The Ivy League schools have the most difficult standard for admissions ever in order to create their image. Then those who are connected get their children in there via bribes
Gary C. Kelly is CEO of Southwest Airlines. He was born in San Antonio on March 12, 1955. Kelly received a Bachelor of Business Administration in Accounting from the University of Texas at Austin. He is a Certified Public Accountant.
Doug Parker is CEO of American Airlines. He grew up in Michigan and received a BA in Economics from Albion College (1984). He then received an MBA from the Owen Graduate School of Management at Vanderbilt University (1986), where American Airlines offered him a job after a campus interview.
Many presidents of the United States of America (Presidents) have gone to Ivy league schools:
John Quincy Adams
Rutherford B. Hayes (Law School)
Franklin D. Roosevelt
John F. Kennedy
George W. Bush (Business School)
William Howard Taft
Gerald R. Ford
George H. W. Bush
George W. Bush
This article is such shallow nonsense.
In the first place, most of these CEOs attained CEO status in a pre-internet era and a pre-fourth-grade-playground-dirtbomb-throw and a pre-facebook-picture beer-chugging and joint-smoking era. And they probably didn’t start out as CEOs, they probably graduated from a wide range of schools and entered their corporate careers as mid-level bureaucrats where it didn’t much matter if you graduated from the U of KS or the U of MS or Yale or some state school. That they are CEOs today is more a matter of having worked in their industries for 25 years than having graduated from Wharton.
That said, my nephew graduated from Wharton and was early recruited by Bain Capital (yes, Bain) and is making astrofrickinominal money.
Now it’s 25-30-35 years later and with the deep and nuanced insight and understanding only attainable by writers with the attention span of flying insects, all of a sudden we can pick a CEO and look at where they graduated college and come to this stunning conclusion that ignores the intervening 25 years and apparently it doesn’t matter where you graduated from or if they had a good football team.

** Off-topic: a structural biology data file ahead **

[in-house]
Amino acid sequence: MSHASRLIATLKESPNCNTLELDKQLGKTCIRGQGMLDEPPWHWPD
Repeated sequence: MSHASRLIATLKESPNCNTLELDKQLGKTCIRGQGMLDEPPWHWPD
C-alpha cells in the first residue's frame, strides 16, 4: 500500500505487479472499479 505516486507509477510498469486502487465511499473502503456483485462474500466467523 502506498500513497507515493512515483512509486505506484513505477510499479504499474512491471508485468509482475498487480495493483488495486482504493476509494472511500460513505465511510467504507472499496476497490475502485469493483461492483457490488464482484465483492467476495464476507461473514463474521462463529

Not excusing them one bit; The parents who paid these huge bribes were conditioned to believe that they were advancing the prospects of their kids and to do so, they believed they had to get their screw-off kids into name brand schools. Some of them might have quite legitimately paid $2K to SAT consultants, others might have paid $50K and $100K to a “casting agency” where it was plainly obvious that a stand-in test taker was going to sit for an important test. Others might have paid six figure amounts to get their kids to ghost on sports teams. Those latter items are frauds and knowing frauds.
What these sad episodes have to do with what hiring prospects may have been 25 and 30 years ago is.....nothing.
Attending an Ivy league school is more about the networking than the education. I’m not saying they don’t do a great job with education, but where the real benefits lie are the relationships students form with other students who will be the future CEOs and government leaders. It certainly doesn’t hurt your own prospects when you’re on a first name basis with classmates who are CEOs of fortune 500 companies and Supreme Court Justices.
“Most of the CEOs of USA went to Harvard or other Ivy league schools.”
Where did you get that info. I think you will find most CEO’s of Fortune 500 companies outside of finance did not go to Ivy League schools.You won’t find many Ivy Leaguers in public corporations outside of finance. Definitely not in tech because Ivy Leagues are not known for tech or engineering.